Kentucky’s marriage license law, the “Marriage Protection Act,” protects the institution of marriage from abuse and neglect, but it is also a common law marriage.
This means that if you get married in Kentucky, you have to pay the same tax on the union as you would in a common-law marriage.
If you are divorced in Kentucky and have been married in another state, you are not required to pay any tax.
If either spouse wants to get married, the Kentucky legislature passed a law in 2013 making it legal for the former to do so.
But even if you are married in a state that doesn’t allow same-sex marriage, you will still have to file taxes on the marriage.
Some states have passed similar laws, but the federal government has ruled that they are unconstitutional and should not be enforced.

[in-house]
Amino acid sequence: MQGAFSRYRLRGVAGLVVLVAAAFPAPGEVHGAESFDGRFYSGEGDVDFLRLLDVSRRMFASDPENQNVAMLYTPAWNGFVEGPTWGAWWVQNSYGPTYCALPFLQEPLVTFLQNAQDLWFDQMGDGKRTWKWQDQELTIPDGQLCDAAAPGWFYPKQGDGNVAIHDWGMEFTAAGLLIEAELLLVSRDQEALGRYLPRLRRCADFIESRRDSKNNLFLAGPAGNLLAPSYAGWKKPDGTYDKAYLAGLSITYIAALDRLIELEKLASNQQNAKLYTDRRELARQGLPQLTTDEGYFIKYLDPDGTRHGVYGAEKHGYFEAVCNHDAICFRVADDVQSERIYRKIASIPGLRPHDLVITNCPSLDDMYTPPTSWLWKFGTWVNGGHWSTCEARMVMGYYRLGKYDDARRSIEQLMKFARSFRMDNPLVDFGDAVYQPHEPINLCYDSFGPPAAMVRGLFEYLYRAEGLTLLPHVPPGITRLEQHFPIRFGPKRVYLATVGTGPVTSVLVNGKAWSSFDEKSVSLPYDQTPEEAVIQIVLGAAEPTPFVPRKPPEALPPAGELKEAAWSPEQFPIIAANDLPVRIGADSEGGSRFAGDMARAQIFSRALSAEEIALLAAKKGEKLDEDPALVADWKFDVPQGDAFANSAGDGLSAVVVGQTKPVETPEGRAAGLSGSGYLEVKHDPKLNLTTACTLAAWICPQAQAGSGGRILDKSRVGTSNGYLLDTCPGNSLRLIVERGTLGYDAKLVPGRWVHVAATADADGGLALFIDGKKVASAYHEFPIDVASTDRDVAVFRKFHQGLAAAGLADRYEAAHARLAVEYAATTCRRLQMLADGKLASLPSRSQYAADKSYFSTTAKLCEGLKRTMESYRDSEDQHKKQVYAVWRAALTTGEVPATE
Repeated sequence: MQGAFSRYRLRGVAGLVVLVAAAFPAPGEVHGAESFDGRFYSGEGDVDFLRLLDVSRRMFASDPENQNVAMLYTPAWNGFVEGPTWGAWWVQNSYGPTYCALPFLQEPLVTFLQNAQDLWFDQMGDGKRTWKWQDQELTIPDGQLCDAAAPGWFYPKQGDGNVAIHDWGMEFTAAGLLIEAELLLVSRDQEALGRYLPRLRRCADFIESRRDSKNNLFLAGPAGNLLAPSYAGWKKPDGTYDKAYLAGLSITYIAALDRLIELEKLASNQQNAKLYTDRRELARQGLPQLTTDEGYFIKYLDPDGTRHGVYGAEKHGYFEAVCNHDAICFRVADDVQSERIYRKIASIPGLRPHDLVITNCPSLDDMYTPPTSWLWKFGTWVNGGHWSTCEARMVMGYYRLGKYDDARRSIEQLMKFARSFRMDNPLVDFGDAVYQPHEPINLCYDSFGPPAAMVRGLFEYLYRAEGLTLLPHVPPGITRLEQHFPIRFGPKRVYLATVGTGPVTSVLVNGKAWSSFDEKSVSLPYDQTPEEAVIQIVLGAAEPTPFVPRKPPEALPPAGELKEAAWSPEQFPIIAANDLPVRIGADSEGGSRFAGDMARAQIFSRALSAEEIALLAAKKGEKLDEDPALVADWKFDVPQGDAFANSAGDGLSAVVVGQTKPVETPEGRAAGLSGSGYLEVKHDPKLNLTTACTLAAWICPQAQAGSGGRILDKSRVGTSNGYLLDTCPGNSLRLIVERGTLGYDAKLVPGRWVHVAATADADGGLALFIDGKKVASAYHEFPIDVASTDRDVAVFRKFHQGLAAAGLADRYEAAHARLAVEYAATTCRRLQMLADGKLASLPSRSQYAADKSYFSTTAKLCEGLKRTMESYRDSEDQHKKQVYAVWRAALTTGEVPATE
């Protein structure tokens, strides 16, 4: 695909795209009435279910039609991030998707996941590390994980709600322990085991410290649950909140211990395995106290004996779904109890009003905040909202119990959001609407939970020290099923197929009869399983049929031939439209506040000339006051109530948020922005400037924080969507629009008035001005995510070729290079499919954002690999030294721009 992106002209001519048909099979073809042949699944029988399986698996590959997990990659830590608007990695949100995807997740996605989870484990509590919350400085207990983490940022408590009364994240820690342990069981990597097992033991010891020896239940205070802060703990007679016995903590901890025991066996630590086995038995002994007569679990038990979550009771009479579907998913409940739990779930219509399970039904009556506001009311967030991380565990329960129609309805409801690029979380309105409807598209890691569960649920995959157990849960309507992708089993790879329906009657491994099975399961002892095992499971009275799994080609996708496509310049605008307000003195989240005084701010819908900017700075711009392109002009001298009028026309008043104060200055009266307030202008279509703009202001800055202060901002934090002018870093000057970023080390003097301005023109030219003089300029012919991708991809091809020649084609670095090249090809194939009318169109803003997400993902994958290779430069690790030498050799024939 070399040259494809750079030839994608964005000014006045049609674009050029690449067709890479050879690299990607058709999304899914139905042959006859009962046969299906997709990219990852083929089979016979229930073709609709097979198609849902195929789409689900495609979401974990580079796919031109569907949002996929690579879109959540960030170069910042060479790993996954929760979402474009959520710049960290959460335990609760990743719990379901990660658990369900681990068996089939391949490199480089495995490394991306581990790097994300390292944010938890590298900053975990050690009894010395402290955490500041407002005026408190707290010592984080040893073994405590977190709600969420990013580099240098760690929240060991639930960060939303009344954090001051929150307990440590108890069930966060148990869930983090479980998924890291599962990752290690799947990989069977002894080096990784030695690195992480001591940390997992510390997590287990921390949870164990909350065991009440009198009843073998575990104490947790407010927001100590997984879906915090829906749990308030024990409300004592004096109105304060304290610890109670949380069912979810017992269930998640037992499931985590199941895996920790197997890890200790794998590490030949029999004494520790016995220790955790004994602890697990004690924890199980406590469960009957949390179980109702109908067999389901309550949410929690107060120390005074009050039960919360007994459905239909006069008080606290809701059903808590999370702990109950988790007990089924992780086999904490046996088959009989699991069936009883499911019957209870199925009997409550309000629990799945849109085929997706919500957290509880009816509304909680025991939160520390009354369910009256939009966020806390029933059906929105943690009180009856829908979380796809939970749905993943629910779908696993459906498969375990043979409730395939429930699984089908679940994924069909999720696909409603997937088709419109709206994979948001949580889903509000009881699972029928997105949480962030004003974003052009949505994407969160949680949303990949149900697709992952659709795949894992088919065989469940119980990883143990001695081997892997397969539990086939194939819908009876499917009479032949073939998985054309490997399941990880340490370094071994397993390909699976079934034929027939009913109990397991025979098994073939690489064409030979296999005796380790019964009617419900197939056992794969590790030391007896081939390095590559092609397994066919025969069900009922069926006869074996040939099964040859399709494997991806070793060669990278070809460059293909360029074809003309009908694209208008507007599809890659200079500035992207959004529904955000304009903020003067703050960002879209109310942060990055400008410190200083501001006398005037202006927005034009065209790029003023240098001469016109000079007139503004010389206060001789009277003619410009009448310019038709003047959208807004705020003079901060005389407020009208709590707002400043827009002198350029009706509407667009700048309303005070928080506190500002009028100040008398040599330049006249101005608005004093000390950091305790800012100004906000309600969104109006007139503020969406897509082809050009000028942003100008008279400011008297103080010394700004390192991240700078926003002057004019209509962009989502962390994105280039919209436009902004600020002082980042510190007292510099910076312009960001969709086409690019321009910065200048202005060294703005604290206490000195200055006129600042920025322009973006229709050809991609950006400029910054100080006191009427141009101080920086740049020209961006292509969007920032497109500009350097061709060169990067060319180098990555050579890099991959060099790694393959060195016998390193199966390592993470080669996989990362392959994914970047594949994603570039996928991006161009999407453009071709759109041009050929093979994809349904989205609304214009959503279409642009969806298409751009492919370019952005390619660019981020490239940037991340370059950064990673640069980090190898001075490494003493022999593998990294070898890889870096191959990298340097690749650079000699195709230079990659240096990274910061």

A couple can choose whether to have a civil union or a legal marriage, but many are still concerned about whether they are being treated fairly under the law.
“Kentucky is not a place where people are going to be treated fairly, and I think there is a lot of discrimination and unfairness going on,” said Karen Rabinowitz, the legal director for the LGBT advocacy group Equality Kentucky.
She said that although the state has done an excellent job of providing marriage protection, it is difficult to tell how much discrimination there is because there are so many states that have similar laws.
“We just don’t know if the discrimination is as extensive as the federal court has said,” Rabinowits said.
“I think people are very frustrated.
We need a marriage law that is fair and not so punitive that it is impossible for a couple to get a marriage license.”
This post originally appeared on The American Lawyer.